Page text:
I used to be a waitress. Before I started pushing boxes and wrapping cables and making people louder, I served pancakes and eggs, meatloaf and midwestern spaghetti, and later, margaritas and fried ice cream. Waiting tables is hard work. Mainly because there are people involved.

I used to have these drowning waitress dreams. In my dreams, I would already be rushing around with five tables, and then the hostess would seat me a 20-top, a 7-top and an 11-top all at once. There weren’t enough menus. One of the tables would be upside down on the ceiling and I would have to climb a spiderweb to get up to it while pirates tried to unhook my fingers and kept trying to flip my tray. Each time someone ordered something I would go back to the kitchen only to find out we were out of it. Everyone needed separate checks at the last minute and there were six birthdays at six different tables, each one requiring that I make a labor-intensive free dessert with a complete absence of kitchen utensils, and then gather of as many coworkers as possible to sing the made-up Mexican birthday song.

I would wake from these dreams feeling like I worked all night instead of sleeping. I’d chase my hangover with a cigarette, the cigarette with a cup of double-strength coffee; I’d find a clean uniform shirt, spot-clean my apron, and put my SAS shoes on for another go-round.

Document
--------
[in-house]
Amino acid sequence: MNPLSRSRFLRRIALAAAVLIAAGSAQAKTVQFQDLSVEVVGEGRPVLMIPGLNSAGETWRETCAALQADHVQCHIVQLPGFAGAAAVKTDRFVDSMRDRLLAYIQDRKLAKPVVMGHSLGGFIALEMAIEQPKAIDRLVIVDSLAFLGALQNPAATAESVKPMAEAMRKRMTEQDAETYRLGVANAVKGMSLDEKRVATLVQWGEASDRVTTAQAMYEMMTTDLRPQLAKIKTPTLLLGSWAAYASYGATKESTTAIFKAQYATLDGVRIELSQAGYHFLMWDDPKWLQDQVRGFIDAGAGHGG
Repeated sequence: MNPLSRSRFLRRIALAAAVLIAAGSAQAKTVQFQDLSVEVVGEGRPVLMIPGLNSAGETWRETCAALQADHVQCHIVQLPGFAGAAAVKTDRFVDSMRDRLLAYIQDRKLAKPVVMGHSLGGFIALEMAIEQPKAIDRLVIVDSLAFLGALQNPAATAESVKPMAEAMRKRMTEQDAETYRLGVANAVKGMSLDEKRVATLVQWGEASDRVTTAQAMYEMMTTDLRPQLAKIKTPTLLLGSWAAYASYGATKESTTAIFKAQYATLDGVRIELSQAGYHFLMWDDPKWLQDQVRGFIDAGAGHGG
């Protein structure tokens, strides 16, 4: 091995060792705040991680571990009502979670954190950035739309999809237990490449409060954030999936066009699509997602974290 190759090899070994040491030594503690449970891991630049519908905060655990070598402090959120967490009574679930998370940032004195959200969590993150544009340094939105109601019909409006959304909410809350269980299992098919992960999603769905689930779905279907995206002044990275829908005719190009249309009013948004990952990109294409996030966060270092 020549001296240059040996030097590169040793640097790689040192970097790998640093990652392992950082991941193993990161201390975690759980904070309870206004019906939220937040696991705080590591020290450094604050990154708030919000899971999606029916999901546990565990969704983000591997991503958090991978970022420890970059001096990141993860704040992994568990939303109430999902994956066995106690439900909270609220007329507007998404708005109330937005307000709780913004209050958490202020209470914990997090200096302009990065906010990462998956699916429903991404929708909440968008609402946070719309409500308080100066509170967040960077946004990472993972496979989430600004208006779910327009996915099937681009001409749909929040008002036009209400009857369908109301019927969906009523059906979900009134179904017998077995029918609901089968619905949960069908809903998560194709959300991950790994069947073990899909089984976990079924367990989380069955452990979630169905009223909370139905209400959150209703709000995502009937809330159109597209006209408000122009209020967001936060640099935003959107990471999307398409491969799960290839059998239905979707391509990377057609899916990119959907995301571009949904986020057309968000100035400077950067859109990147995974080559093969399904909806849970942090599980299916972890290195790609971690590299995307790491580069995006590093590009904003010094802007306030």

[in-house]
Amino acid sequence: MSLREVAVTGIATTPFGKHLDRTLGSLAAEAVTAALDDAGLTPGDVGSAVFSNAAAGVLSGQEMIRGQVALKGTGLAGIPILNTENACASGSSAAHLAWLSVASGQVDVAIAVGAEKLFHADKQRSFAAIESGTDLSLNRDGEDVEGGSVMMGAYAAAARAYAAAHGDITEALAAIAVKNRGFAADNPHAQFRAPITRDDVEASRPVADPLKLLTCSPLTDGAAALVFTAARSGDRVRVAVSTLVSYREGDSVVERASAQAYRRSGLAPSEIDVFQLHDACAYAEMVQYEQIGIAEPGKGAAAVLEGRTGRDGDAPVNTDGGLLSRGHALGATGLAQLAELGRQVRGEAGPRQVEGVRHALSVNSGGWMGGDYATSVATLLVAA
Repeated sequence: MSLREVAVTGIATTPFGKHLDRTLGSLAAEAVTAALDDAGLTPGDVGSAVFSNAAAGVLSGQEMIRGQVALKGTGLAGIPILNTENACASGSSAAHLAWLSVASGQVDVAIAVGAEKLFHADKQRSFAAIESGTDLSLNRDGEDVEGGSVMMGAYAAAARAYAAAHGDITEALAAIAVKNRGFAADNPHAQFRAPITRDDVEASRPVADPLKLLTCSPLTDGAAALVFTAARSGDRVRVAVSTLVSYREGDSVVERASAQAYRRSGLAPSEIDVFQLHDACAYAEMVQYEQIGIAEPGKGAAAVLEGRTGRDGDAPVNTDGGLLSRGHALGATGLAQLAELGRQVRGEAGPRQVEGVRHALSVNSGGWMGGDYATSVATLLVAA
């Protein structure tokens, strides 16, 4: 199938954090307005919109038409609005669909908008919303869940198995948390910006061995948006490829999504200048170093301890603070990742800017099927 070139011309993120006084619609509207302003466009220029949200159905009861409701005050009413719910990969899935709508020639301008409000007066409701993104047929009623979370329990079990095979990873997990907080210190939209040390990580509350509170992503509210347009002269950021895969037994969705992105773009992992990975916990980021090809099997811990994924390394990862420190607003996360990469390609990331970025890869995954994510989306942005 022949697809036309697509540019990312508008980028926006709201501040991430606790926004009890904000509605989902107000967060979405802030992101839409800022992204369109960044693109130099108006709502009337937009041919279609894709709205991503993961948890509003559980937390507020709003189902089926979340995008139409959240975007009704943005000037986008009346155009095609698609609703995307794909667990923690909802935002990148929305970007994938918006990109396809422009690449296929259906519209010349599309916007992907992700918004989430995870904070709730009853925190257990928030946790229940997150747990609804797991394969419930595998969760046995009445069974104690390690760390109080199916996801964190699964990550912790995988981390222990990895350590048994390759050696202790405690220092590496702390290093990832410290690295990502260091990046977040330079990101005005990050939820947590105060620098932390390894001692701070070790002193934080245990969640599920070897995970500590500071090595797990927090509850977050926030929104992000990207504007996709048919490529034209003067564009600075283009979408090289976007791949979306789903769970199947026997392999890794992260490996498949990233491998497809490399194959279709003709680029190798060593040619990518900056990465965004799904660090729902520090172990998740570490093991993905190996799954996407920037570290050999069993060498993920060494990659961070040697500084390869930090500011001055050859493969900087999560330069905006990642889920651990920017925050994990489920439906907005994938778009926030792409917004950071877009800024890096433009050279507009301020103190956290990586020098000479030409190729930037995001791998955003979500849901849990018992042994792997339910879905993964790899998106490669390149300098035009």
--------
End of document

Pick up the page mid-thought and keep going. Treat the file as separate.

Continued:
There isn’t a single thing about this past life that I miss.

Every so often, even today, nearly twenty years later, I will still have a drowning waitress dream. Except now I will realize in my dream that this isn’t my job any more, and I untie my apron and walk out.

So given all the waitressing that is happening and is about to happen in my house, I’ve been racking my brain trying to come up with a useful piece of advice for the girls, and I think I finally have one:

Smile often, and pay attention to your tray.

Because at some point your tray WILL betray you. You are going to drop stuff. If you’re lucky, you’re only going to drop that entrée on the floor, the one that your customer has been waiting on for half an hour; if you’re unlucky you’re going to drop it ON your customer. A smile is your only defense at that point.